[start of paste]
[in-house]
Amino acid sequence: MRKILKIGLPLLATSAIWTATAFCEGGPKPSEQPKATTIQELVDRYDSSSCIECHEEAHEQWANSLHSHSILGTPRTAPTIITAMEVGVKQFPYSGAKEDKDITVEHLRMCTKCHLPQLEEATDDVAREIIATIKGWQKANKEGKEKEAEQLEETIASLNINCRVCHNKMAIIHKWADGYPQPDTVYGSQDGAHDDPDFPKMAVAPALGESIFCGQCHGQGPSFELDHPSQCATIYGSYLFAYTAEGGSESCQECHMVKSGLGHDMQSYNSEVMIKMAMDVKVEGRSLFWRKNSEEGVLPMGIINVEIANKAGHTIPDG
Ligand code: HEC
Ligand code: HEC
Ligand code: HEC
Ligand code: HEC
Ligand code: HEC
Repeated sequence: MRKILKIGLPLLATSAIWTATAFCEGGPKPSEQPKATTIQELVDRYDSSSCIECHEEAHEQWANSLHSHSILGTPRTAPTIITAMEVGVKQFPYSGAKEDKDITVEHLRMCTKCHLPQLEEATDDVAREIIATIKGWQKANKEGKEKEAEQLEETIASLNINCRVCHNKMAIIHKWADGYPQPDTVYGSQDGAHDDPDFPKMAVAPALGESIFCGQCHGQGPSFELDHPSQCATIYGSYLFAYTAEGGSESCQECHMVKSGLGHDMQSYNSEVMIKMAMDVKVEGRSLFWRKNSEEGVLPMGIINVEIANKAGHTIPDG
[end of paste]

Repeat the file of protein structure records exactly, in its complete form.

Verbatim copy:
[in-house]
Amino acid sequence: MRKILKIGLPLLATSAIWTATAFCEGGPKPSEQPKATTIQELVDRYDSSSCIECHEEAHEQWANSLHSHSILGTPRTAPTIITAMEVGVKQFPYSGAKEDKDITVEHLRMCTKCHLPQLEEATDDVAREIIATIKGWQKANKEGKEKEAEQLEETIASLNINCRVCHNKMAIIHKWADGYPQPDTVYGSQDGAHDDPDFPKMAVAPALGESIFCGQCHGQGPSFELDHPSQCATIYGSYLFAYTAEGGSESCQECHMVKSGLGHDMQSYNSEVMIKMAMDVKVEGRSLFWRKNSEEGVLPMGIINVEIANKAGHTIPDG
Ligand code: HEC
Ligand code: HEC
Ligand code: HEC
Ligand code: HEC
Ligand code: HEC
Repeated sequence: MRKILKIGLPLLATSAIWTATAFCEGGPKPSEQPKATTIQELVDRYDSSSCIECHEEAHEQWANSLHSHSILGTPRTAPTIITAMEVGVKQFPYSGAKEDKDITVEHLRMCTKCHLPQLEEATDDVAREIIATIKGWQKANKEGKEKEAEQLEETIASLNINCRVCHNKMAIIHKWADGYPQPDTVYGSQDGAHDDPDFPKMAVAPALGESIFCGQCHGQGPSFELDHPSQCATIYGSYLFAYTAEGGSESCQECHMVKSGLGHDMQSYNSEVMIKMAMDVKVEGRSLFWRKNSEEGVLPMGIINVEIANKAGHTIPDG